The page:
To understand why, we need to look at the next paragraph of Article X, following the one quoted above. It deals with adopting trial liturgies for use in the entire Church (emphasis added):
But notwithstanding anything herein above contained, the General Convention may at any one meeting, by a majority of the whole number of the Bishops entitled to vote in the House of Bishops, and by a majority of the Clerical and Lay Deputies of all the Dioceses entitled to representation in the House of Deputies, voting by orders as previously set forth in this Article:
(a) Amend the Table of Lessons and all Tables and Rubrics relating to the Psalms.
(b) Authorize for trial use throughout this Church, as an alternative at any time or times to the established Book of Common Prayer or to any section or Office thereof, a proposed revision of the whole Book or of any portion thereof, duly undertaken by the General Convention.
Notice, please, the differences here -- the draftsmen of the Constitution have been very careful to use precise language, which allows a direct comparison of the two methods for changing or adding to the BCP. We may, for purposes of ready comprehension, list those differences as follows:
1. Changes or additions to the BCP itself require the vote of two successive General Conventions, which satisfy the following requirements.
a. Both times in the House of Bishops, the votes are by a simple majority of those present and voting.

b. In the House of Deputies, the first vote is by a simple majority of all the Deputies, both lay and clergy, who are present and voting.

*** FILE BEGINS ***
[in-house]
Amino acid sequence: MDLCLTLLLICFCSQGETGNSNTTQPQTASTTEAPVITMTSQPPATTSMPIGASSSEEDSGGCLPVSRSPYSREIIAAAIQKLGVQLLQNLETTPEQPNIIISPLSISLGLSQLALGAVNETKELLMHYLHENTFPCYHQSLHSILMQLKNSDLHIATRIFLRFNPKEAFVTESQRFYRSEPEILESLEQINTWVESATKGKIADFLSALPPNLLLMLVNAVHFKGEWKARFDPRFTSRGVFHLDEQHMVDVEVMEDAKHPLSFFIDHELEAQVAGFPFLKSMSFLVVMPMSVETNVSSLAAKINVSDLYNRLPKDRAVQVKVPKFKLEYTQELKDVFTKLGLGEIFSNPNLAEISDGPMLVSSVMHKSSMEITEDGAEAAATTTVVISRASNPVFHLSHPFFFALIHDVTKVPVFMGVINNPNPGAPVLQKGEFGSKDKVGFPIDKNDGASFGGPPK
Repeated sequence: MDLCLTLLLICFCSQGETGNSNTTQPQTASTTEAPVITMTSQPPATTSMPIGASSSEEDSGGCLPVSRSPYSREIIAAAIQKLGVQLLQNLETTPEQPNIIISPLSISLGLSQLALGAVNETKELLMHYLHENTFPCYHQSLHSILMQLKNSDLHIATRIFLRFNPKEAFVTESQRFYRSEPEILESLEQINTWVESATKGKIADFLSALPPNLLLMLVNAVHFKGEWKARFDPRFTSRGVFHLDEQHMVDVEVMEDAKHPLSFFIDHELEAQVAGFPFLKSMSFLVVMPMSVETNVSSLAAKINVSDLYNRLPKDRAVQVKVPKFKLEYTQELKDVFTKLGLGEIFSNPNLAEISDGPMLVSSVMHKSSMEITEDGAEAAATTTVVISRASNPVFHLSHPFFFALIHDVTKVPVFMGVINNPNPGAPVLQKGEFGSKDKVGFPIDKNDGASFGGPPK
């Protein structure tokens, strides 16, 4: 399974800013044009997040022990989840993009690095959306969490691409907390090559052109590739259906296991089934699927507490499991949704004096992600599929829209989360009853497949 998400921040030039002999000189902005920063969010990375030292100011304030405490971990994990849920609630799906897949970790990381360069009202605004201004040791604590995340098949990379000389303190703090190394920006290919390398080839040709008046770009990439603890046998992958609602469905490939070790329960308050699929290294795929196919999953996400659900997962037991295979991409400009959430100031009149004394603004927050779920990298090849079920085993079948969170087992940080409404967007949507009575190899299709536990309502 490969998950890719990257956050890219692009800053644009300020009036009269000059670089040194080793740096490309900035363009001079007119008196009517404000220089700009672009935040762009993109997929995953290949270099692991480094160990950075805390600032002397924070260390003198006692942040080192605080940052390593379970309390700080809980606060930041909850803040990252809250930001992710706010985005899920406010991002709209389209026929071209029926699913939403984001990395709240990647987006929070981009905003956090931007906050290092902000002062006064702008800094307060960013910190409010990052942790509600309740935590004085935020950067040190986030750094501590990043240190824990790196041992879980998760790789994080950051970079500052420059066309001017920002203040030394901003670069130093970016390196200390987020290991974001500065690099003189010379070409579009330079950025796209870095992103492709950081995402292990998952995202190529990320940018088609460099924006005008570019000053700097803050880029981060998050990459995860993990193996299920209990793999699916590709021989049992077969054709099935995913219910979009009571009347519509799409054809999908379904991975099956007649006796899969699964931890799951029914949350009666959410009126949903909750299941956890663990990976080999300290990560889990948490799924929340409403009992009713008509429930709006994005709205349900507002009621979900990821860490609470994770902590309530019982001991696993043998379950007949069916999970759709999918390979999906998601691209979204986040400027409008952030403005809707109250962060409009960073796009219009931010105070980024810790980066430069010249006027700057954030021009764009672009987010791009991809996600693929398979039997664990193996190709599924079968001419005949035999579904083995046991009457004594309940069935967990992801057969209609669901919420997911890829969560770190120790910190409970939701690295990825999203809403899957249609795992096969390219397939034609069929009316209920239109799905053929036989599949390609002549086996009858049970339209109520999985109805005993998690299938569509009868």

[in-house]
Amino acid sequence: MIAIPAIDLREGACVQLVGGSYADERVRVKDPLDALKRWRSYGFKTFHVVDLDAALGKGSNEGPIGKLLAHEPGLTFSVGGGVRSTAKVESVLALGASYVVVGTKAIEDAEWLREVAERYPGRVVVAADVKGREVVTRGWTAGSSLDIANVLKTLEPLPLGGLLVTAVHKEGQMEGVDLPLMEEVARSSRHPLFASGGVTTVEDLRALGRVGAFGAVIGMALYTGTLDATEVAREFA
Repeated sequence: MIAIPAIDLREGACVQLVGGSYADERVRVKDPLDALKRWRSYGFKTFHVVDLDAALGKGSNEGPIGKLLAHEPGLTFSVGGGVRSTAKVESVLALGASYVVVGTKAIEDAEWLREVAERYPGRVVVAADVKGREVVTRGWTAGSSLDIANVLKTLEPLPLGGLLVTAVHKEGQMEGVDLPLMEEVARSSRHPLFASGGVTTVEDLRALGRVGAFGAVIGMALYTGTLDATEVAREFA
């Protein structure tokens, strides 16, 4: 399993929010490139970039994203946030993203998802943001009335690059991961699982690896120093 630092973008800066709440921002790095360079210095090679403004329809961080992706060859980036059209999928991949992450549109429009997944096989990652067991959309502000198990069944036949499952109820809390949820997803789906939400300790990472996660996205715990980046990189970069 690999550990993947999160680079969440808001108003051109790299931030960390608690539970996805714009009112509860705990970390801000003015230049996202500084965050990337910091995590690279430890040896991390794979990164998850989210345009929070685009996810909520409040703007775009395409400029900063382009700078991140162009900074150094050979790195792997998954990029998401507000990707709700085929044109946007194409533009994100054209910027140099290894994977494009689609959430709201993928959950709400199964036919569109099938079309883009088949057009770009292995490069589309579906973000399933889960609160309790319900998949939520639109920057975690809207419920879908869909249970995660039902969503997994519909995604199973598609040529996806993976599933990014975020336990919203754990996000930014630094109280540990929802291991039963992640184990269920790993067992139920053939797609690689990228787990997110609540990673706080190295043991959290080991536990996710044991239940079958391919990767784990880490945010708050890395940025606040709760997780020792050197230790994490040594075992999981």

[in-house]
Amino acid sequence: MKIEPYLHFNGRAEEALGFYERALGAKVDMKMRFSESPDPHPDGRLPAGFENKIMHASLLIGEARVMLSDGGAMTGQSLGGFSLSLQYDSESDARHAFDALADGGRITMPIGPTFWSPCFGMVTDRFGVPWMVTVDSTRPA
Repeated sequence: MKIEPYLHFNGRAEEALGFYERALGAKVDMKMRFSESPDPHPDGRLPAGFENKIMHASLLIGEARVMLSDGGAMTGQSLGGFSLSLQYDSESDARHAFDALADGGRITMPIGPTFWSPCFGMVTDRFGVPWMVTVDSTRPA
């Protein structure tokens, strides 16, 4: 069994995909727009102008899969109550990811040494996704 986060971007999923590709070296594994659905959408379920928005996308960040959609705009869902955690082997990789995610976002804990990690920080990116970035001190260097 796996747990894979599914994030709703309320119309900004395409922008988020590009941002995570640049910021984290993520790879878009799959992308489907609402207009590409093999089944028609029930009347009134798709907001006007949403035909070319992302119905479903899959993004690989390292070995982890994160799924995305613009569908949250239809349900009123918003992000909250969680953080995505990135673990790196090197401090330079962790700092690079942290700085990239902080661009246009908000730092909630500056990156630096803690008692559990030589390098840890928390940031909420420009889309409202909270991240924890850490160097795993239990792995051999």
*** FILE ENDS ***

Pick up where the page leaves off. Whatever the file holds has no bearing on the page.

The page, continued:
c. The second vote, however, requires passage by both the lay order and the clergy order separately, i.e., by a majority of all the lay Deputies present and voting, and by a majority of all the clergy Deputies present and voting.

d.  In addition, the second vote in the House of Deputies must pass by a majority of all the Dioceses represented in each order.
[Example -- skip if you don't need the explanation: If there are 400 in each order present and voting in each order, and if those 400 represent 100 of the Church's dioceses -- four lay and four clergy Deputies from each Diocese -- then for an amendment to the BCP to pass in the second Convention, there would have to be at least 201 lay votes, and 201 clergy votes in favor -- plus the deputations from at least 51 Dioceses would have to approve the measure, in each order. Since it takes at least three members of a Deputation to vote affirmatively on behalf of their Diocese, then it would require a minimum of 3 x 51 = 153 Deputies in each order, and potentially 4 x 51 = 204 could so vote to approve, if the deputations were each unanimous.

[Thus, it can get complicated fast for the second vote in the House of Deputies.  If, for example, the 201 votes in favor came from 50 deputations, each voting unanimously, plus one more Deputy in the minority of another Diocese, then the measure would pass in that order, but not by a majority of all Dioceses represented -- since 50 unanimous Dioceses could not make a majority. Needless to say, there are a considerable number of possibilities in between these two illustrations.]